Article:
The Trump Administration’s rule expanding health reimbursement arrangements (HRAs), specifically allowing employers to reimburse employee’s individual market premiums under certain conditions, is a significant step to empower American families with greater choice and control of their health insurance. These individual coverage HRAs (ICHRAs) are already being used by hundreds of employers to offer coverage to tens of thousands of employees.
The Treasury Department modeled the effect of the rule and expects that in about five years, 800,000 employers will offer the ICHRA and more than 11 million individual market enrollees will be receive coverage through the ICHRA. This rule change should add far more people to the individual market with a much lower budgetary cost than the Affordable Care Act (ACA).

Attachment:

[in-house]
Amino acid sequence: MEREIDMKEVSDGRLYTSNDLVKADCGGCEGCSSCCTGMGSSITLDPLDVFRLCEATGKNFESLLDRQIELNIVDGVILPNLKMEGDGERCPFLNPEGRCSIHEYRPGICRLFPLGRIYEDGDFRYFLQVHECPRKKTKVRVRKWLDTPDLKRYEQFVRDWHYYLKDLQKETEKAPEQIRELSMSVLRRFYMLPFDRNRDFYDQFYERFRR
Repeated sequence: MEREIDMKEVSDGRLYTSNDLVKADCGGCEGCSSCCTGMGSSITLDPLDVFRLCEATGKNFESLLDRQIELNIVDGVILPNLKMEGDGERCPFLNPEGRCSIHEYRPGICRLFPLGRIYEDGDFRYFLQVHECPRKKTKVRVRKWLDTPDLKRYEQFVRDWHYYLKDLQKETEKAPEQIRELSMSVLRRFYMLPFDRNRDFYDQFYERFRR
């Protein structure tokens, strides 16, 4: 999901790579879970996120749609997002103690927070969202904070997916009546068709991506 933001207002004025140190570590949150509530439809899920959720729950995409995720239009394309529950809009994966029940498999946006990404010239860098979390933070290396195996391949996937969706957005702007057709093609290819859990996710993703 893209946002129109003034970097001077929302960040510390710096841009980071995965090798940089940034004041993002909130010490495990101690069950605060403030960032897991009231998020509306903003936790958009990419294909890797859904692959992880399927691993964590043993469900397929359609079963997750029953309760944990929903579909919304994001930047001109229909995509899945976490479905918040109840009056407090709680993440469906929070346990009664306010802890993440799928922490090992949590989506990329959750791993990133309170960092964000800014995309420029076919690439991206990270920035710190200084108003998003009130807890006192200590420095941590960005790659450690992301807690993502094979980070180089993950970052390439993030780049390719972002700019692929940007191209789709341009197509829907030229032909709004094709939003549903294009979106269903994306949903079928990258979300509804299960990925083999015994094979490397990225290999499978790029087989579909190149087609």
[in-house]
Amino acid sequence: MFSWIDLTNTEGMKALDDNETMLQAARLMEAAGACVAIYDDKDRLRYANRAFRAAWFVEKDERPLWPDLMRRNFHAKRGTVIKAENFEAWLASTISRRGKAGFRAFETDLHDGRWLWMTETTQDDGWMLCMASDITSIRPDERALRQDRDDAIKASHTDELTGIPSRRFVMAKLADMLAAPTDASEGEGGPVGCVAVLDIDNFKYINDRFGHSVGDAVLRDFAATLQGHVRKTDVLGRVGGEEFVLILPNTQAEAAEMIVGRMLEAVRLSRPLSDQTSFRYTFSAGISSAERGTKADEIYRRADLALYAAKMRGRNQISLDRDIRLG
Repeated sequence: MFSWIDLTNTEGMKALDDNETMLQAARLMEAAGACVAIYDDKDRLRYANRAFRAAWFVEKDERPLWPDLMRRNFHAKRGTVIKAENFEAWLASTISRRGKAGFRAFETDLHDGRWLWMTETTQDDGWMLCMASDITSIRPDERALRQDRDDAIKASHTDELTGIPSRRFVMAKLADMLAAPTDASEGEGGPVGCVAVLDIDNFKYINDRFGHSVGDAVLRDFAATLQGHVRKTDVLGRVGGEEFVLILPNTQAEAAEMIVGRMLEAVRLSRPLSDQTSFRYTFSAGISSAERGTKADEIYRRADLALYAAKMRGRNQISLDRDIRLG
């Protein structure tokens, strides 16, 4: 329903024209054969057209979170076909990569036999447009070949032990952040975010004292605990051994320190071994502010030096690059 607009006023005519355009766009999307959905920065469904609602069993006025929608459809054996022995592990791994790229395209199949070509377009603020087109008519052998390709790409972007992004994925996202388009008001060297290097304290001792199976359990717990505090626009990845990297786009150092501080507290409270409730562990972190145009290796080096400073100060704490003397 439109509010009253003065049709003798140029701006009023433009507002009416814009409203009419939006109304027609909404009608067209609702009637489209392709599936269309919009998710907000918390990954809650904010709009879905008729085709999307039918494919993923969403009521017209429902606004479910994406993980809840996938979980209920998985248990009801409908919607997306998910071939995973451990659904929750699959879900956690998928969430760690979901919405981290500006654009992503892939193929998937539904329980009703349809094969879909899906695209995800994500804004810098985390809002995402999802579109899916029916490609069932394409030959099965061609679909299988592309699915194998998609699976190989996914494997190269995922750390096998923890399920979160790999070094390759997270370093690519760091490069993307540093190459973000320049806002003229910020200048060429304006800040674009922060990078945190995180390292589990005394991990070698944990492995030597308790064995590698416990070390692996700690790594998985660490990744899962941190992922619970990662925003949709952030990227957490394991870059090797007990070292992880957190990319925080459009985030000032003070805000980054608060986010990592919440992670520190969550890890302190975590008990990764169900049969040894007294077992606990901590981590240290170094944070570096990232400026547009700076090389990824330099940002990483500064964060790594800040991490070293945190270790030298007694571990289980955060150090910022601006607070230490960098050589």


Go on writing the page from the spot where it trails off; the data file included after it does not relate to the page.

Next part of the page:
Employers and benefit consultants working to help employers establish ICHRAs have identified several obstacles to offering the ICHRA. One concern is that the individual market overwhelmingly consists of expensive plans that cover few providers in many areas of the country. It will take Congressional action, particularly loosening some of the ACA rules that keep average premiums high to meaningfully improve the market. However, the main operational obstacle to ICHRA adoption thus far—a requirement to provide a written notice of the ICHRA at least 90 days before the start of the plan year—can be remedied by the administration now. The 90-day notice period makes it difficult for employers to adopt the ICHRA, reduces health care choices, and means that more people are uninsured as a result. The notice period should be cut in half.
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